Appleton's Cyclopedia of American Biography, edited by James
Grant Wilson, John Fiske and Stanley L. Klos. Six volumes, New York: D. Appleton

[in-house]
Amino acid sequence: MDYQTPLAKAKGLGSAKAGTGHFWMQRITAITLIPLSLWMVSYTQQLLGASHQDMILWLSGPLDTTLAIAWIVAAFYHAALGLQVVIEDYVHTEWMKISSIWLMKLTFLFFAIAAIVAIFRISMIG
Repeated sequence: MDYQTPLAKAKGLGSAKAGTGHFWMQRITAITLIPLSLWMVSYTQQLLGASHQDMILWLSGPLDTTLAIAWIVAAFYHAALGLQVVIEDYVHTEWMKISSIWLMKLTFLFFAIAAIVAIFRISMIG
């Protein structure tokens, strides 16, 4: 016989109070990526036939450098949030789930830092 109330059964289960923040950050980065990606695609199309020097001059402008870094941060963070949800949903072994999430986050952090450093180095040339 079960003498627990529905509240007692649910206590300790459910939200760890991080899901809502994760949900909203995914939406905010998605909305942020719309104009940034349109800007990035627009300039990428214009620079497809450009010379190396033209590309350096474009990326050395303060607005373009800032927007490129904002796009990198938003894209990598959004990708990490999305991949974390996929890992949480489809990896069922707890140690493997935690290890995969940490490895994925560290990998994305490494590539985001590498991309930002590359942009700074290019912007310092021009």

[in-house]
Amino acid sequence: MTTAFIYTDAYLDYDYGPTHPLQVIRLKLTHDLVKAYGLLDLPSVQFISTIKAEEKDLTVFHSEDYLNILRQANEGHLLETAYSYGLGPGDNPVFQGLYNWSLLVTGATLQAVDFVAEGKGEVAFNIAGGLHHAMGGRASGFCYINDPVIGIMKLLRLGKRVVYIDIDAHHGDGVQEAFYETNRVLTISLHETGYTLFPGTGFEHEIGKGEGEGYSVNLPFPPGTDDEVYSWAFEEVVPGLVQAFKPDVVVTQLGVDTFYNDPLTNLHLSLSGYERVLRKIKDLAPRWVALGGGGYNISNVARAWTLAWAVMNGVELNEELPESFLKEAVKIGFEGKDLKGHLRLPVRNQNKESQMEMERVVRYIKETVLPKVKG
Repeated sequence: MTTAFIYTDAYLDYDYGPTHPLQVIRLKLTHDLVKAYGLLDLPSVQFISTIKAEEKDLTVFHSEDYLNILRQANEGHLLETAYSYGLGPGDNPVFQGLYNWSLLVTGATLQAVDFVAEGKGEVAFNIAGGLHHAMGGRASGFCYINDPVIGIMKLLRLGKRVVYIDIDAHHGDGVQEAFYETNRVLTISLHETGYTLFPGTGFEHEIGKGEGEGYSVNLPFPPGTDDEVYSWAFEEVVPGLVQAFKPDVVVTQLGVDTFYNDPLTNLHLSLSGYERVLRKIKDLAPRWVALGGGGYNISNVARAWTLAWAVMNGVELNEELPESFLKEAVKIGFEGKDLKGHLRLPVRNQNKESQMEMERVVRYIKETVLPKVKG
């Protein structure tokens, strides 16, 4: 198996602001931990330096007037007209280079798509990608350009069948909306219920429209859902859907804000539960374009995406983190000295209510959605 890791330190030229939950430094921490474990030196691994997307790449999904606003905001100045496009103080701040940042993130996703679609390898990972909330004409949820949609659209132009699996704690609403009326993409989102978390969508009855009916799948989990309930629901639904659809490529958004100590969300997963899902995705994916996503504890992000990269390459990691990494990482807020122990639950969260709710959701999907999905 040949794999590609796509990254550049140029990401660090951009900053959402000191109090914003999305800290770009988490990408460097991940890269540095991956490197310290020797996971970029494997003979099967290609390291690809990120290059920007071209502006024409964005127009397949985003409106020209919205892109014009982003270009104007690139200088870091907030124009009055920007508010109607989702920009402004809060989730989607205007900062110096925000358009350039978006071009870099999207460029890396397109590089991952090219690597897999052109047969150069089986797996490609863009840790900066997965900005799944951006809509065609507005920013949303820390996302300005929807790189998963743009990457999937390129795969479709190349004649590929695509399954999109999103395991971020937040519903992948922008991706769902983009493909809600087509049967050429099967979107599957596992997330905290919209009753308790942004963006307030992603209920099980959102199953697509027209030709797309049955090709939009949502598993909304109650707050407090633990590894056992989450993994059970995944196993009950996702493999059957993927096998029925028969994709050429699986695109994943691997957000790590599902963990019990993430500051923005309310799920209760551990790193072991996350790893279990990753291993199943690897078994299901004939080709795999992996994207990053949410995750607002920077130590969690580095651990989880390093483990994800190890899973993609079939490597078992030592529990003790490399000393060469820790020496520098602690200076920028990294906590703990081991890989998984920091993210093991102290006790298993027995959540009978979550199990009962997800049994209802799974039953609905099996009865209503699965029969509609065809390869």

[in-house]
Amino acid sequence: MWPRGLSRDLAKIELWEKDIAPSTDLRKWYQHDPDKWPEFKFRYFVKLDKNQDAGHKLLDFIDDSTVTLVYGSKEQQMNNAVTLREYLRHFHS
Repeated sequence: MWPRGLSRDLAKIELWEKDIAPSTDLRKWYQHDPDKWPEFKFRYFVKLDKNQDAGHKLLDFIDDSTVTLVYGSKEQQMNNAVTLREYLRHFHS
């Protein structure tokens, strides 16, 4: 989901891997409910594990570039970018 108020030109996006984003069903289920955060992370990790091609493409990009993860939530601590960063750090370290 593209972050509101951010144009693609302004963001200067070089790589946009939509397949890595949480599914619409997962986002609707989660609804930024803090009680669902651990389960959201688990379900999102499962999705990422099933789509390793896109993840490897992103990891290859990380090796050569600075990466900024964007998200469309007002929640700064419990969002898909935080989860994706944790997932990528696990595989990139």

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HUNT, Isaac, lawyer, born in Barbadoes, W. I., in 1751; died in London, England, in 1809. He was the son of the Reverend Isaac Hunt, rector of St. Michael's, Bridgetown, Barbadoes, and the father of Leigh Hunt, the poet. He was sent to Philadelphia to be educated, and in 1763 was graduated at the college in that city (now University of Pennsylvania). He read law, was admitted to the bar in 1765, and engaged in practice. In 1765 he applied to the college for his degree as master of arts, which was refused him by the trustees on technical grounds. He renewed his application the next year, but was refused on the ground of his being the "author and publisher of several scurrilous and scandalous pieces," among which were "A Letter from a Gentleman in Transylvania to his Friend in America" (1764), "A Humble Attempt at Scurrility," and "The Substance of an Exercise had this Morning in Scurrility Hall" (1765). All of these had been published anonymously. The trustees finally, in 1771, conferred the degree. At the beginning of the Revolution he became an active loyalist, and was at one time mobbed for pointing out to the owner of a book store a volume of reports of trials for high treason as a proper book for John Adams to read. He also wrote pamphlets in support of the crown, which led to his arrest and imprisonment, but he bribed the sentinel of the prison, and made his escape to Barbadoes and thence to England. He was soon afterward ordained to the ministry by Dr. Lowth, then bishop of London, and preached for a time in Bentinck chapel, Paddington. The Duke of Chandos heard him at Southgate, and was so pleased with his preaching that he invited him to become tutor to his nephew, Mr. Leigh, which the preacher did, and remained in the duke's family for several years. During this time Colonel John Trumbull, son of Governor Trumbull. of Connecticut, went to London to pursue his studies in art under Benjamin West. He was suspected by the government to be a spy, and was arrested and thrown into prison. Hunt, in conjunction with West, was chiefly instrumental in securing his release. Some years before Hunt's death he became a Unitarian. Besides the publications named, Hunt was the author of " The Political Family, or a Discom'se pointing out the Reciprocal Advantages which flow from an Uninterrupted Union between Great Britain and her American Colonies" (Philadelphia, 1775); and "Right of Englishmen, an Antidote to the Poison of Thomas Paine" (London, 1791). See the "Autobiography of Leigh Hunt" (London, 1870); and also the "Autobiography of John Trumbull" (New York and London. 1841).
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